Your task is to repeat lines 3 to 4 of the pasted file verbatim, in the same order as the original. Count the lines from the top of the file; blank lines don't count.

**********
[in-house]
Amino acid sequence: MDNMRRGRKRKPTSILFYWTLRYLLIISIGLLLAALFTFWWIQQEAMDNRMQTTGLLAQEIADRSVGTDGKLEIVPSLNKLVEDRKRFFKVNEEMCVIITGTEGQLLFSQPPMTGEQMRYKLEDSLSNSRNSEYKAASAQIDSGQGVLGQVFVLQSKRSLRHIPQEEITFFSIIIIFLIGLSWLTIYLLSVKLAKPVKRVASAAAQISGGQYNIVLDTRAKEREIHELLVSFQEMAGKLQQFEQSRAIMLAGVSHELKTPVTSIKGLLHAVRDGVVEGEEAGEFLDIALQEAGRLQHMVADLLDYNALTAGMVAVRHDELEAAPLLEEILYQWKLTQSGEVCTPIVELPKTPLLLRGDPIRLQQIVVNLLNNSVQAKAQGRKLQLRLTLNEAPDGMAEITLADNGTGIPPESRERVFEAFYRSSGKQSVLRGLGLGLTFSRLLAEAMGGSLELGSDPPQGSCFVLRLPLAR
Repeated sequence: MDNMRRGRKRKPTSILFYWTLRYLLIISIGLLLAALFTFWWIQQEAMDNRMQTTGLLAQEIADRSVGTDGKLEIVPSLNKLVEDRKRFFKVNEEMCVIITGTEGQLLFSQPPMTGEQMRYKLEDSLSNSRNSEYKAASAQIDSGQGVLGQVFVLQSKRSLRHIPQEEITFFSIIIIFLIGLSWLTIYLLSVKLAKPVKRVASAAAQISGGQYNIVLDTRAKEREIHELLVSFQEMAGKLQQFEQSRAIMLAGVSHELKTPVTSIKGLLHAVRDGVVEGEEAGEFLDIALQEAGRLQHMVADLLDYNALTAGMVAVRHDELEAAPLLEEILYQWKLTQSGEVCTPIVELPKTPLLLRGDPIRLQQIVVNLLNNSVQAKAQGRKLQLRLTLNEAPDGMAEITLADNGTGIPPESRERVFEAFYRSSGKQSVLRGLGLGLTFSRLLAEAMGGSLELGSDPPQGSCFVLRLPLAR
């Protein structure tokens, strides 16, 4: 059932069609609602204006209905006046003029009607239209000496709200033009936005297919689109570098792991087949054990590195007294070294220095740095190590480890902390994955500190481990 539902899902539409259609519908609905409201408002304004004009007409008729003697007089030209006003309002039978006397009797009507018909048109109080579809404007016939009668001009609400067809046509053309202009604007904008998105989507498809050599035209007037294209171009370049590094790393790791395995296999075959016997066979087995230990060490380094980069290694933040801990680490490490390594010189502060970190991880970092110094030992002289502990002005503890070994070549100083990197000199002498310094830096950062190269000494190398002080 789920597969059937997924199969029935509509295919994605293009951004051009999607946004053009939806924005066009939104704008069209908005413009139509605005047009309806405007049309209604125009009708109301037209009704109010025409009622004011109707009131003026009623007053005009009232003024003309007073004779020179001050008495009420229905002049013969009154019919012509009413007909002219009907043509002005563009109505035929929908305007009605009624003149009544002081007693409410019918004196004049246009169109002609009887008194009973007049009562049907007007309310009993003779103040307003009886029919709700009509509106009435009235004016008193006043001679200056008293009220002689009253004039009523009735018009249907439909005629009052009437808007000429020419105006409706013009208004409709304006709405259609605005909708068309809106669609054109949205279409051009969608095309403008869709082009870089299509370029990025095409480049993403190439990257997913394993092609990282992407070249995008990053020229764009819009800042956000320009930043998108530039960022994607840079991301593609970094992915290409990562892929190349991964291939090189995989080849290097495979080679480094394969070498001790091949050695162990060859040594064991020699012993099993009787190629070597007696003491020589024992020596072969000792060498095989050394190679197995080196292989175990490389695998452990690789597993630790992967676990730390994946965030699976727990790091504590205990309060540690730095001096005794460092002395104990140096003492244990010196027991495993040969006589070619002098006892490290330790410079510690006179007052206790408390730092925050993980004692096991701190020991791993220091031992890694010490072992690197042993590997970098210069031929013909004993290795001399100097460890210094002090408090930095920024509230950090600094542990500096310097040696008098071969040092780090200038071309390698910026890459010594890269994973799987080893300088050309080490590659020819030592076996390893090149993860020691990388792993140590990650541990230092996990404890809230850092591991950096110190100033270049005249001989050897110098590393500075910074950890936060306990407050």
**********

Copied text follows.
Repeated sequence: MDNMRRGRKRKPTSILFYWTLRYLLIISIGLLLAALFTFWWIQQEAMDNRMQTTGLLAQEIADRSVGTDGKLEIVPSLNKLVEDRKRFFKVNEEMCVIITGTEGQLLFSQPPMTGEQMRYKLEDSLSNSRNSEYKAASAQIDSGQGVLGQVFVLQSKRSLRHIPQEEITFFSIIIIFLIGLSWLTIYLLSVKLAKPVKRVASAAAQISGGQYNIVLDTRAKEREIHELLVSFQEMAGKLQQFEQSRAIMLAGVSHELKTPVTSIKGLLHAVRDGVVEGEEAGEFLDIALQEAGRLQHMVADLLDYNALTAGMVAVRHDELEAAPLLEEILYQWKLTQSGEVCTPIVELPKTPLLLRGDPIRLQQIVVNLLNNSVQAKAQGRKLQLRLTLNEAPDGMAEITLADNGTGIPPESRERVFEAFYRSSGKQSVLRGLGLGLTFSRLLAEAMGGSLELGSDPPQGSCFVLRLPLAR
């Protein structure tokens, strides 16, 4: 059932069609609602204006209905006046003029009607239209000496709200033009936005297919689109570098792991087949054990590195007294070294220095740095190590480890902390994955500190481990 539902899902539409259609519908609905409201408002304004004009007409008729003697007089030209006003309002039978006397009797009507018909048109109080579809404007016939009668001009609400067809046509053309202009604007904008998105989507498809050599035209007037294209171009370049590094790393790791395995296999075959016997066979087995230990060490380094980069290694933040801990680490490490390594010189502060970190991880970092110094030992002289502990002005503890070994070549100083990197000199002498310094830096950062190269000494190398002080 789920597969059937997924199969029935509509295919994605293009951004051009999607946004053009939806924005066009939104704008069209908005413009139509605005047009309806405007049309209604125009009708109301037209009704109010025409009622004011109707009131003026009623007053005009009232003024003309007073004779020179001050008495009420229905002049013969009154019919012509009413007909002219009907043509002005563009109505035929929908305007009605009624003149009544002081007693409410019918004196004049246009169109002609009887008194009973007049009562049907007007309310009993003779103040307003009886029919709700009509509106009435009235004016008193006043001679200056008293009220002689009253004039009523009735018009249907439909005629009052009437808007000429020419105006409706013009208004409709304006709405259609605005909708068309809106669609054109949205279409051009969608095309403008869709082009870089299509370029990025095409480049993403190439990257997913394993092609990282992407070249995008990053020229764009819009800042956000320009930043998108530039960022994607840079991301593609970094992915290409990562892929190349991964291939090189995989080849290097495979080679480094394969070498001790091949050695162990060859040594064991020699012993099993009787190629070597007696003491020589024992020596072969000792060498095989050394190679197995080196292989175990490389695998452990690789597993630790992967676990730390994946965030699976727990790091504590205990309060540690730095001096005794460092002395104990140096003492244990010196027991495993040969006589070619002098006892490290330790410079510690006179007052206790408390730092925050993980004692096991701190020991791993220091031992890694010490072992690197042993590997970098210069031929013909004993290795001399100097460890210094002090408090930095920024509230950090600094542990500096310097040696008098071969040092780090200038071309390698910026890459010594890269994973799987080893300088050309080490590659020819030592076996390893090149993860020691990388792993140590990650541990230092996990404890809230850092591991950096110190100033270049005249001989050897110098590393500075910074950890936060306990407050």